The companies cutting jobs, freezing hiring: Here’s the list

Several major employers are slashing jobs in response to concerns about slowing economic growth, rising interest rates and high inflation.

Many companies that grew quickly during the start of the pandemic have now had to adapt to weaker revenue. That has forced employers, many from the tech sector, to re-examine business investments and employee head count.

Amazon.com Inc. and Facebook parent Meta Platforms Inc. are among the tech companies that have announced layoffs. Companies across other industries, including Stripe Inc. and Carvana Co., have said they would be shedding jobs. Warner Bros. Discovery Inc. has also trimmed its payroll. Walt Disney Co. said layoffs were likely to happen.

While many large companies are cutting back, the overall labor market continues to show resilience. Employers added 261,000 jobs in October and the unemployment rate rose to 3.7%.

Here’s a look at some of the companies that have announced layoffs in recent months.

Amazon

Amazon said in mid-November it would be cutting from its corporate ranks after years of rapid employment growth and in response to an unclear economic forecast. Amazon could slash about 10,000 jobs, including in its retail, devices and human-resources divisions.

Meta

Meta said earlier this month it would cut more than 11,000 workers, marking the company’s first broad restructuring. The company said it made a mistake in assuming that an uptick in online activity during the pandemic would continue. Meta is also trimming its office space and extending a hiring freeze through the first quarter of 2023.

Twitter

Twitter Inc. laid off about 3,750 people earlier this month after Elon Musk‘s $44 billion takeover of the company. Mr. Musk said Twitter had no choice but to make staff reductions because the company is losing $4 million a day. More Twitter employees left last week afterMr. Musk gave them an ultimatum: “work long hours at high intensity” and be “extremely hardcore,” or leave the company and take three months of severance. Hundreds of staffers are said to have resigned from the social-media company. After the ultimatum, Mr. Musk extended his job-cutting, laying off some employees in sales even after they had signed on to his vision for the social-media platform, The Wall Street Journal reported.

Disney

Disney brought backRobert Iger as chief executive, replacing Bob Chapek, in a surprise move. Mr. Iger, the company’s former chairman and CEO, had left the company at the end of last year. In a memo, Mr. Iger said: “Over the coming weeks, we will begin implementing organizational and operating changes within the company. It is my intention to restructure things in a way that honors and respects creativity as the heart and soul of who we are.” The move comes after Disney said earlier this month that the company would likely be cutting jobs soon. The company had a disappointing earnings report and said its flagship Disney+ service has lost more than $8 billion over the past three years.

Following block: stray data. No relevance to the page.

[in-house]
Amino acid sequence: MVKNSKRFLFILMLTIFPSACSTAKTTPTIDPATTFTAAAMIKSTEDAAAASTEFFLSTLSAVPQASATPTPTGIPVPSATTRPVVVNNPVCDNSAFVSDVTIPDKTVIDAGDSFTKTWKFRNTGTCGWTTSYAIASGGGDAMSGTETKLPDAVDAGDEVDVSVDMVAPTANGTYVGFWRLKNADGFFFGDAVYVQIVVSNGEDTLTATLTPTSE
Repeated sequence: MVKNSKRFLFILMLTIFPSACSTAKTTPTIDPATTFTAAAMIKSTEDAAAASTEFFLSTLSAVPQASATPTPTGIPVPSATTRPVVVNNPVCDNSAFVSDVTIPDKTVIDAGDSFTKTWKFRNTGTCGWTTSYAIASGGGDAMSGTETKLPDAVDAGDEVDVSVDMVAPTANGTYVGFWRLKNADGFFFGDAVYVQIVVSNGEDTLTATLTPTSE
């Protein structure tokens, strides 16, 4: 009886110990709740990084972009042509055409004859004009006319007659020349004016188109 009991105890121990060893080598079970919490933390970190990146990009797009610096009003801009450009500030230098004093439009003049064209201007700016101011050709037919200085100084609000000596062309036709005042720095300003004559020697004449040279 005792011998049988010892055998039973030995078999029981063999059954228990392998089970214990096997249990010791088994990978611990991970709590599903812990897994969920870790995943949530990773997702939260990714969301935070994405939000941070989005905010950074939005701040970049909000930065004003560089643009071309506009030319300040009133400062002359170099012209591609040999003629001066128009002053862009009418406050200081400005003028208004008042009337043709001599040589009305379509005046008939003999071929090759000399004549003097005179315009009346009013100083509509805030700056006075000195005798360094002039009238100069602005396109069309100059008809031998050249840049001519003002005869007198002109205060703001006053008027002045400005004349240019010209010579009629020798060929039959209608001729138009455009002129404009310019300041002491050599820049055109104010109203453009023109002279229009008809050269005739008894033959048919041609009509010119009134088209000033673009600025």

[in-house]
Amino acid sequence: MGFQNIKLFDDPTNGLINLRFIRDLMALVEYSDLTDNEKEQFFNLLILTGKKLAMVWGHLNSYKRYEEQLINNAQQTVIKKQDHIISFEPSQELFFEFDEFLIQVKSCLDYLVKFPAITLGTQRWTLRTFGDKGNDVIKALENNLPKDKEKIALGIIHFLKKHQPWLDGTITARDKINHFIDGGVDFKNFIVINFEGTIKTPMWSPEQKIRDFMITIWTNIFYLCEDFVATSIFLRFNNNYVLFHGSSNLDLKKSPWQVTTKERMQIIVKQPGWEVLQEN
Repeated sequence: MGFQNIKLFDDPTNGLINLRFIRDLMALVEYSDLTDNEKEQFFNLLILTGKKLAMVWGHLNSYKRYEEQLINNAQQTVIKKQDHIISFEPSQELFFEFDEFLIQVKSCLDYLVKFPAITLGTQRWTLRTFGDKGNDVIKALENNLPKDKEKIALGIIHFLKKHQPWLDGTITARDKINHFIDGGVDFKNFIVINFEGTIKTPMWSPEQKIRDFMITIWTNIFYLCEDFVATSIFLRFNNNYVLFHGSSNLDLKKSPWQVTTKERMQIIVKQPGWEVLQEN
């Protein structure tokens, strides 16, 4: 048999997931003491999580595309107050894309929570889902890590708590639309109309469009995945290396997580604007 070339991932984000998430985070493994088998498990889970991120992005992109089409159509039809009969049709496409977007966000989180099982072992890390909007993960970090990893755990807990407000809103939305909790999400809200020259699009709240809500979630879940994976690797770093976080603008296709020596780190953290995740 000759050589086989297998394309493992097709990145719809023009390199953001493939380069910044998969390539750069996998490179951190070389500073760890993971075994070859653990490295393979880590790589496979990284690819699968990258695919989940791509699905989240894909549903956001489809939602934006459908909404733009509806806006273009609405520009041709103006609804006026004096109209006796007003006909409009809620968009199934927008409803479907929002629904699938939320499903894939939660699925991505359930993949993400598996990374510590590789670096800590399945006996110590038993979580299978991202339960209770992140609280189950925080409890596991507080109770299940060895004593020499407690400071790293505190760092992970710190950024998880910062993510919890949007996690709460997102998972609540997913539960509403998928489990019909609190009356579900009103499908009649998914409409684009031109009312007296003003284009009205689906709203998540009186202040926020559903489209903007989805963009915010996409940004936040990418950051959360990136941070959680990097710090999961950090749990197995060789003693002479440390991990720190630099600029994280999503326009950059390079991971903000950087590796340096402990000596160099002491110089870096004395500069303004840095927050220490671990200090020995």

Tech Layoffs by the Numbers

Lyft

Lyft Inc. eliminated nearly 700 positions earlier this month. The ride-hailing company said it made the cuts because it anticipated an economic slowdown and because of rising ride-hailing insurance costs.

Microsoft

Microsoft Corp. laid off workers in October but didn’t specify how many. The cuts came after the company went through its slowest earnings growth in two years in the three months through June, hurt by declines in its cloud business, weaker videogame sales and the effects of a strong dollar.

Stripe

Stripe Inc. slashed about 1,000 jobs earlier this month. The payment processor said it overhired and was hurt by inflation, higher interest rates and smaller investment budgets.

Peloton

Peloton Interactive Inc. cut 500 jobs in October, marking the fourth round of layoffs of the year for the maker of connected fitness equipment. Demand for Peloton’s bikes has dropped and the number of people who subscribe to its fitness classes has flattened as more Americans return to pre-Covid routines.

Warner Bros. Discovery

Warner Bros. Discovery has laid off about 1,000 employees since April with more cuts expected as the company grapples with high debt. The merger of Discovery Inc. with AT&T Inc.’s WarnerMedia unit in April hasn’t gone smoothly, and the media company has said it expects to incur as much as $4.3 billion in pretax restructuring charges through 2024.

Carvana

Carvana said it would lay off 1,500 employees. The online used-car retailer faces economic headwinds as drivers have put off buying or financing new cars due to inflation and rising interest rates.

Snap

Snap Inc., the owner of Snapchat, said in August it would lay off 1,200 employees, or about 20% of its workforce, after adding staff members in spring. The social-media company made the cuts after digital advertising slowed.

Redfin

Real-estate company Redfin Corp. laid off 13% of its staff earlier this month. The company, which operates a real-estate brokerage and home-listings website, said it made the cuts because it anticipated that the real-estate market is going to be smaller next year. It previously laid off 8% of its workforce in June. The company also closed its home-flipping unit, saying the operation was both too expensive and too risky to continue.

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